Negative reciprocity- The opposite of generalised reciprocity. It is about doing the bare minimum within the relationship but reaping the more significant benefit. This type of exchange is the least healthy for the relationship as it needs to have the essence of love and cares towards those that had to strive to offer their best to you.
Building reciprocity requires a few rules:
1. You must have the commitment and accountability for creating and nurturing reciprocity.
2. You will need the bravery to speak up if there is injustice in your relationship.
3. It would be best if you respected each other’s effort to raise issues and suggest ideas and excitement.
Practising reciprocity is about investing in the relationship through a high level of maturity and self-awareness. It will only work when you can cooperate as a team, with no one claiming superiority over the other partner.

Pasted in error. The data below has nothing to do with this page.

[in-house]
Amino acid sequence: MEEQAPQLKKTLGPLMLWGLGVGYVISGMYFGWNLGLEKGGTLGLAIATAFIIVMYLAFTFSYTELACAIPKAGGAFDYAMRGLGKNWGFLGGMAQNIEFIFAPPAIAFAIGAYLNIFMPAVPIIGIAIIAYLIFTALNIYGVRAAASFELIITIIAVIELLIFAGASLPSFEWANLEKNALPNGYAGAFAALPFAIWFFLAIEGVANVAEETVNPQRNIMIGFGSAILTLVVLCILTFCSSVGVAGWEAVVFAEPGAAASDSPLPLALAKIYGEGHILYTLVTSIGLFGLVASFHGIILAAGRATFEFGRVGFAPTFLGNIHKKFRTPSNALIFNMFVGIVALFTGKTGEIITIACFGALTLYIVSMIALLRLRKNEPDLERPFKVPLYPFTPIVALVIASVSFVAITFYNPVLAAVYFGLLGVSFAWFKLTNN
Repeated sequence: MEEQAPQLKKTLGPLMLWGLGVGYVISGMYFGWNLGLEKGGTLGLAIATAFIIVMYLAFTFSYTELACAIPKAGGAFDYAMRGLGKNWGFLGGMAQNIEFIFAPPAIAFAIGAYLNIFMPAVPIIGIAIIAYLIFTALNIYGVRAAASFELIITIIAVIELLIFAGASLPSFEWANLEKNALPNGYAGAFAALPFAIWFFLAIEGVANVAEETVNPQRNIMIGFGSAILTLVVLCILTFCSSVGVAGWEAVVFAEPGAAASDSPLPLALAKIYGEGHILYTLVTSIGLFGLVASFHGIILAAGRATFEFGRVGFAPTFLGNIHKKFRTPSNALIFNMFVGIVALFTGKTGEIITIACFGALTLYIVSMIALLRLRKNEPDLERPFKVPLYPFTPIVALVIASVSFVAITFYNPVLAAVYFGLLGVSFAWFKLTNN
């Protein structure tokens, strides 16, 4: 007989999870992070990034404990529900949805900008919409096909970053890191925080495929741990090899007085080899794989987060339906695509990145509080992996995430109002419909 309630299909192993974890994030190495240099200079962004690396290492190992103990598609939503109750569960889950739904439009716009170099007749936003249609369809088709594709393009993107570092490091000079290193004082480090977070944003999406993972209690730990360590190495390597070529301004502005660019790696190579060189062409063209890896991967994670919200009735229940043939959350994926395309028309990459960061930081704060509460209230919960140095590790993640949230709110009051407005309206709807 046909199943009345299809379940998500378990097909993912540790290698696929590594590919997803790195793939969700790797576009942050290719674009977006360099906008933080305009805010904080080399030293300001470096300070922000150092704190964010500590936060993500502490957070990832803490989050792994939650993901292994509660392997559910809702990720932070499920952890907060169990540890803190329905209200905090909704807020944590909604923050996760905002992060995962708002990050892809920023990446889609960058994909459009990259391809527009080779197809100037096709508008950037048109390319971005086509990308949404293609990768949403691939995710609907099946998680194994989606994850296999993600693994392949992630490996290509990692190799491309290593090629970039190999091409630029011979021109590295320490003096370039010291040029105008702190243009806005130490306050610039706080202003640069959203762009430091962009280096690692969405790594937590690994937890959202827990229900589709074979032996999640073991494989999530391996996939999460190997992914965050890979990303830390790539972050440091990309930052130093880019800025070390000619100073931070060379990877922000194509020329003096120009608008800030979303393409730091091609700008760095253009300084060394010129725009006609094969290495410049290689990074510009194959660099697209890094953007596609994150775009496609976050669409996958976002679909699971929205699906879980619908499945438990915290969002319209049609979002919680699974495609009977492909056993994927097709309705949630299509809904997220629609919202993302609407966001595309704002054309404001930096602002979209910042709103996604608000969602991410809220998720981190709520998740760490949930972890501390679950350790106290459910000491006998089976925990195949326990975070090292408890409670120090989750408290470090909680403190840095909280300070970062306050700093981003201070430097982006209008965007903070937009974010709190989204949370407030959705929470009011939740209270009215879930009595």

Relationship Goals are more critical than Relationship Boundaries.
Relationship counselling can help couples focus on their relationship goals. Relationship goals is about focusing on what you want and not what you don’t want.
The relationship goal for most people in our society is to find a partner; this is a positive goal about getting what we want. Once we take an interest in someone (or they take an interest in us). The plan often moves towards commitment, but what that commitment looks like is usually less straightforward.